|Watling Street near Rochester, Kent|
When the Romans arrived, they paved it, starting from where they landed at Richborough (Latin Rutupiae, meaning "muddy estuary") – where today you can still see the remains of a Roman fort and amphitheatre.
|Watling Street, Richborough|
The Roman road went to Canterbury and Rochester, then continued to a ford on the Thames at a place that the Anglo-Saxons would name Thorney Isle (yes, there were thorns). Here, 600 years after the Romans left Britain, Edward the Confessor would build the palace and abbey of Westminster.
The road did not, originally, go through London because there was no bridge. Once a bridge was built, though, in about A.D. 80, what we know today as London’s Watling Street would have led across the bridge into the city, then out of Roman Londinium through the Newgate, along what is today Holborne Street to meet up with the western segment of Watling Street at Tyburn. From there the road went north in a straight line to St. Albans, dubbed by the Romans Verulamium (meaning: "the town above the marsh"), and named Wæclingaceaster (meaning: "Roman fort of Wacol’s people") by the Anglo-Saxons, from which the name Watling Street is derived.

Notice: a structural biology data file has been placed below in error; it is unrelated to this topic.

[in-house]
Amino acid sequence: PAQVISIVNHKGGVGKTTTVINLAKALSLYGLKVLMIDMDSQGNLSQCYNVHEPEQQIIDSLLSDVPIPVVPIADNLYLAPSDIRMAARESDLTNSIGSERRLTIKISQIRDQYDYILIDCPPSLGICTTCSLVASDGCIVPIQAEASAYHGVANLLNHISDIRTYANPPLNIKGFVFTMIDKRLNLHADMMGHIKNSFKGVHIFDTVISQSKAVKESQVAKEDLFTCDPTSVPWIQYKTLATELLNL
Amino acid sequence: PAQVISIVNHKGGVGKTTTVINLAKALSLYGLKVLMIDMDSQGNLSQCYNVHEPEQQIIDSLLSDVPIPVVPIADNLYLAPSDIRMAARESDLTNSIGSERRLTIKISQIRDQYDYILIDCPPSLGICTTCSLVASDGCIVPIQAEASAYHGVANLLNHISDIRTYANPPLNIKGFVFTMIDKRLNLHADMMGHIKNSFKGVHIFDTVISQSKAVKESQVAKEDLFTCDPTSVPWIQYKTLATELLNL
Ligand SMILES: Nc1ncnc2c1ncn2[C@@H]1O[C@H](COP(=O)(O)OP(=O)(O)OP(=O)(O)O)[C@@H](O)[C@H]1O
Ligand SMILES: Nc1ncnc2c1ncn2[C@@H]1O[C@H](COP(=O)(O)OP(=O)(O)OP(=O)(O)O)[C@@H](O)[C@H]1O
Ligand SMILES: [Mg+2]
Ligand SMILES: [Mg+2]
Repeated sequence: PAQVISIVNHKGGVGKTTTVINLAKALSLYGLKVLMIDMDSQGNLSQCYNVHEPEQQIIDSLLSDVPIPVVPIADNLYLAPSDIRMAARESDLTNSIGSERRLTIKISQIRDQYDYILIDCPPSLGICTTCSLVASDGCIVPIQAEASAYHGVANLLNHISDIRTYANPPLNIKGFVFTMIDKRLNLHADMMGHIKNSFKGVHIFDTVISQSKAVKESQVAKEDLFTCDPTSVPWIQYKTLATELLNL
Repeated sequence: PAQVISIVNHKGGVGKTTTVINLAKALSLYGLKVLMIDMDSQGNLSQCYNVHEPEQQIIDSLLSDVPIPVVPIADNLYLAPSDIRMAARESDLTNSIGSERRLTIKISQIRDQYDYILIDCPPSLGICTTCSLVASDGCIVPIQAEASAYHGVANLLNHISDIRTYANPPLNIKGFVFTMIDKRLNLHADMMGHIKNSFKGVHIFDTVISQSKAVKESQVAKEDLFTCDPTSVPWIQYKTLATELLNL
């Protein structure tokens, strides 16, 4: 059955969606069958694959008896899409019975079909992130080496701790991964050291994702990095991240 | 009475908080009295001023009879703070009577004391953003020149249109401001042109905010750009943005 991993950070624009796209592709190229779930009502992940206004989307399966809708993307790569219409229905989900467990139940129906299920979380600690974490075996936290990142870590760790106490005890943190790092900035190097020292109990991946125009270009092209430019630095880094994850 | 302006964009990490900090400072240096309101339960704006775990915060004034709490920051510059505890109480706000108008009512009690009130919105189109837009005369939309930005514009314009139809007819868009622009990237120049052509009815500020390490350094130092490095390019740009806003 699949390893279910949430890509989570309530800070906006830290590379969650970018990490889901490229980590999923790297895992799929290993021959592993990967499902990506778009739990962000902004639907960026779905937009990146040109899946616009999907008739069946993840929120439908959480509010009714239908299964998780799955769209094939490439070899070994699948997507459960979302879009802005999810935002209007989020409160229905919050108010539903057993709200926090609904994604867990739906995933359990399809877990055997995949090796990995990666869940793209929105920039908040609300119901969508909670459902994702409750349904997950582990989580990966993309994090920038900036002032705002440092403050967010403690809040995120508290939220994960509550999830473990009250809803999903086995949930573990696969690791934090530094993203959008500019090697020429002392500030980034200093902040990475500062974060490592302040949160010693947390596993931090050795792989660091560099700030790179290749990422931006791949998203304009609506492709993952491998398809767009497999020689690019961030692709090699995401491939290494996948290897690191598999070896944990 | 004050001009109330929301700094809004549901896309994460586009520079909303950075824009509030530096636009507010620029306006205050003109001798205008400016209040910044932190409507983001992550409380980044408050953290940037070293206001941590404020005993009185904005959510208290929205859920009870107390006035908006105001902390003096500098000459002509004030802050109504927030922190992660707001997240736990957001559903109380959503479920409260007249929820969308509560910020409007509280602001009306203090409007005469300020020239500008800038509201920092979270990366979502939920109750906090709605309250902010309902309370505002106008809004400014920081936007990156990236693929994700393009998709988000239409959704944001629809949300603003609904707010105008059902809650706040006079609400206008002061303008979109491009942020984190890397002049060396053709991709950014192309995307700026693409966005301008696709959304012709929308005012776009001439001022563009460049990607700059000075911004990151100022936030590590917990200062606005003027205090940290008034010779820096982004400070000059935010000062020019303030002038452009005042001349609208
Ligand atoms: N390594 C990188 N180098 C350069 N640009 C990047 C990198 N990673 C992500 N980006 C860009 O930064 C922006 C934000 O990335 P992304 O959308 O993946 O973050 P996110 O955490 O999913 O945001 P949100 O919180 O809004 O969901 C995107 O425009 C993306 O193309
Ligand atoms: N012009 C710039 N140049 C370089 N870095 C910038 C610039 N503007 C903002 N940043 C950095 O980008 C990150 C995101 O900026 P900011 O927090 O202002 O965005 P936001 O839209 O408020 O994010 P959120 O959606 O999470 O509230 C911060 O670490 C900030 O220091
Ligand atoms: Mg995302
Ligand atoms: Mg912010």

|Watling Street, London|
From High Cross the Roman Road continued northwest to the fort at Viriconium, modern day Wroxeter, 230 miles from its starting point at Richborough. Today you can leave the A5 at Haygate and take the Roman Road to see the remains of Roman Viriconium and a reconstructed villa.
|Roman ruins at Wroxeter|
|Replica Roman villa at Wroxeter|
|Watling Street, Leintwardine, Herefordshire|
When in A.D. 60 Boudicca led a rebellion against the Romans, her army attacked and burned London (and the bridge), and the legions escaped by way of Watling Street, heading northwest. Boudicca’s army followed, and the two forces met near its junction with the Fosse Way.